KEY_CURRENT_USER\Software\Microsoft\Windows\CurrentVersion\Run “CryptoLocker_<version_number>”
HKEY_CURRENT_USER\Software\Microsoft\Windows\CurrentVersion\RunOnce “*CryptoLocker_<version_number”

Please note that the * in front of the RunOnce value causes CryptoLocker to start in Safe Mode.

The infection will then attempt to find a live Command & Control server by connecting to domains generated by a Domain Generation Algorithm . Some examples of domain names that the DGA will generate are lcxgidtthdjje.org, kdavymybmdrew.biz, dhlfdoukwrhjc.co.uk, and xodeaxjmnxvpv.ru. Once a live C&C server is discovered it will communicate with it and receive a public encryption key that will be used to encrypt your data files. It will then store this key along with other information in values under the registry key under HKEY_CURRENT_USER\Software\CryptoLocker . Unfortunately, the private key that is used to decrypt the infected files is not saved on the computer but rather the Command & Control server.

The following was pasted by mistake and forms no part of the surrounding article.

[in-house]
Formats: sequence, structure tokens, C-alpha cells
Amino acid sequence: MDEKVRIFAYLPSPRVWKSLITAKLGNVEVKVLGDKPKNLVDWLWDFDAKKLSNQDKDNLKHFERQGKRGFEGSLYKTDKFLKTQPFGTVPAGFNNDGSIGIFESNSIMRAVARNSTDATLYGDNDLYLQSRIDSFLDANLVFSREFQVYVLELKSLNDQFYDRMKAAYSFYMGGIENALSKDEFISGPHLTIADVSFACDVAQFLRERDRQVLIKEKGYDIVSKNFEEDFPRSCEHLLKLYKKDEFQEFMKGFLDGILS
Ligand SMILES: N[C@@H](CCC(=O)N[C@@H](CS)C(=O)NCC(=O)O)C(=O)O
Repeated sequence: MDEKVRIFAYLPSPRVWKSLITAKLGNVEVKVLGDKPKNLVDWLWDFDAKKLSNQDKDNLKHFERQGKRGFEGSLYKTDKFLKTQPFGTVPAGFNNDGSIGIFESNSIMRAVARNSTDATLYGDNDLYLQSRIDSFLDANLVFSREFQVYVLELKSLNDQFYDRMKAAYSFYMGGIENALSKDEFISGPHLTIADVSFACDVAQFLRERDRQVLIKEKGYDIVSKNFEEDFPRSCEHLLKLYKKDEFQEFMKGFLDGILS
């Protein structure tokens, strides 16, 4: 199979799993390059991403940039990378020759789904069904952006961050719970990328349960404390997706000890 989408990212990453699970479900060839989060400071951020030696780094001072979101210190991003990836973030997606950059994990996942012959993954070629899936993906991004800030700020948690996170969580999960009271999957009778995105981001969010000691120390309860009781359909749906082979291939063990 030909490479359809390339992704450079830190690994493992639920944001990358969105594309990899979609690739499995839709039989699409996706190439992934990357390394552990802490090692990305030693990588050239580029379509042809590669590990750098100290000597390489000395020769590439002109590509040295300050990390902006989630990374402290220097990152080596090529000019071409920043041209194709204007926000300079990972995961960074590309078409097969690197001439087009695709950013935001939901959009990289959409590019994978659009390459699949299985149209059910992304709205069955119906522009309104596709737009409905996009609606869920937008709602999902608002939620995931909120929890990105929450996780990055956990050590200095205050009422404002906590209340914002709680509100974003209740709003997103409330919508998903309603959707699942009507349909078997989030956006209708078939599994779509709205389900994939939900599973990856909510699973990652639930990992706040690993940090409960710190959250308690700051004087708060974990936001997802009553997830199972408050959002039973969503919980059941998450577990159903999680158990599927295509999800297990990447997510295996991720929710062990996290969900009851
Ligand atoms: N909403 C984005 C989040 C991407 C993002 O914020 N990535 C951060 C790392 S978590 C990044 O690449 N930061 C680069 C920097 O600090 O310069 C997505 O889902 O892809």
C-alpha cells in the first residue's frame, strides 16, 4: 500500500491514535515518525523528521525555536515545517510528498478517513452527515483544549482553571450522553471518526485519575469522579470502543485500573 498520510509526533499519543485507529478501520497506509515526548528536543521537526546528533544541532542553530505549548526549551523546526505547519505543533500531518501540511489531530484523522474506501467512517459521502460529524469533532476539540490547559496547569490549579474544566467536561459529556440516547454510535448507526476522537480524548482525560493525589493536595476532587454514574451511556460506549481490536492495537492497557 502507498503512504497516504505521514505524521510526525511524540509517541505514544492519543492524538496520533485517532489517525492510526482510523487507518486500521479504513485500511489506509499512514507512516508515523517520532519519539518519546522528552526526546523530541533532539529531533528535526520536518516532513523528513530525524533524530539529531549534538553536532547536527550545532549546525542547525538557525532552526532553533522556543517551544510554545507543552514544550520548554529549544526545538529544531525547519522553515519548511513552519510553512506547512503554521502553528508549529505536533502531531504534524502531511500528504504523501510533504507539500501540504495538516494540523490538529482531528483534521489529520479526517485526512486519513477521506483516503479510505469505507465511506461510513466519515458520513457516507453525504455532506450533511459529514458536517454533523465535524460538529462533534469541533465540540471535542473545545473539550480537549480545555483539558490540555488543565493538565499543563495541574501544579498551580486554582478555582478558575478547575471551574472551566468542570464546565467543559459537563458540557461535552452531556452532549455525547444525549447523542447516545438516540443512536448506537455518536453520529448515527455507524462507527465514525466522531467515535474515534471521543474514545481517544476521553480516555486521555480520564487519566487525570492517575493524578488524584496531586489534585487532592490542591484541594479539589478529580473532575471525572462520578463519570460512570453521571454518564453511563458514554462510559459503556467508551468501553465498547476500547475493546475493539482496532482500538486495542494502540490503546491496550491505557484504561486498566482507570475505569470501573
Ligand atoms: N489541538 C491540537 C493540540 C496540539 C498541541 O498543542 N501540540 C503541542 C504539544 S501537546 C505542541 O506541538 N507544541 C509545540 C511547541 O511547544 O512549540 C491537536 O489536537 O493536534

CryptoLocker will then begin to scan all physical or mapped network drives on your computer for files with the following extensions: *.odt, *.ods, *.odp, *.odm, *.odc, *.odb, *.doc, *.docx, *.docm, *.wps, *.xls, *.xlsx, *.xlsm, *.xlsb, *.xlk, *.ppt, *.pptx, *.pptm, *.mdb, *.accdb, *.pst, *.dwg, *.dxf, *.dxg, *.wpd, *.rtf, *.wb2, *.mdf, *.dbf, *.psd, *.pdd, *.pdf, *.eps, *.ai, *.indd, *.cdr, *.jpg, *.jpe, img_*.jpg, *.dng, *.3fr, *.arw, *.srf, *.sr2, *.bay, *.crw, *.cr2, *.dcr, *.kdc, *.erf, *.mef, *.mrw, *.nef, *.nrw, *.orf, *.raf, *.raw, *.rwl, *.rw2, *.r3d, *.ptx, *.pef, *.srw, *.x3f, *.der, *.cer, *.crt, *.pem, *.pfx, *.p12, *.p7b, *.p7c. When it finds a files that matches one of these types,it will encrypt the file using the public encryption key and add the full path to the file and the filename as a value under the HKEY_CURRENT_USER\Software\CryptoLocker\Files Registry key.

When it has finished encrypting your data files it will then show the CryptoLocker screen as shown above and demand a ransom of either $100 or $300 dollars in order to decrypt your files. This ransom must be paid using Bitcoin or MoneyPak vouchers. It also states that you must pay this ransom within 96 hours or the private encryption key will be destroyed on the developer’s servers.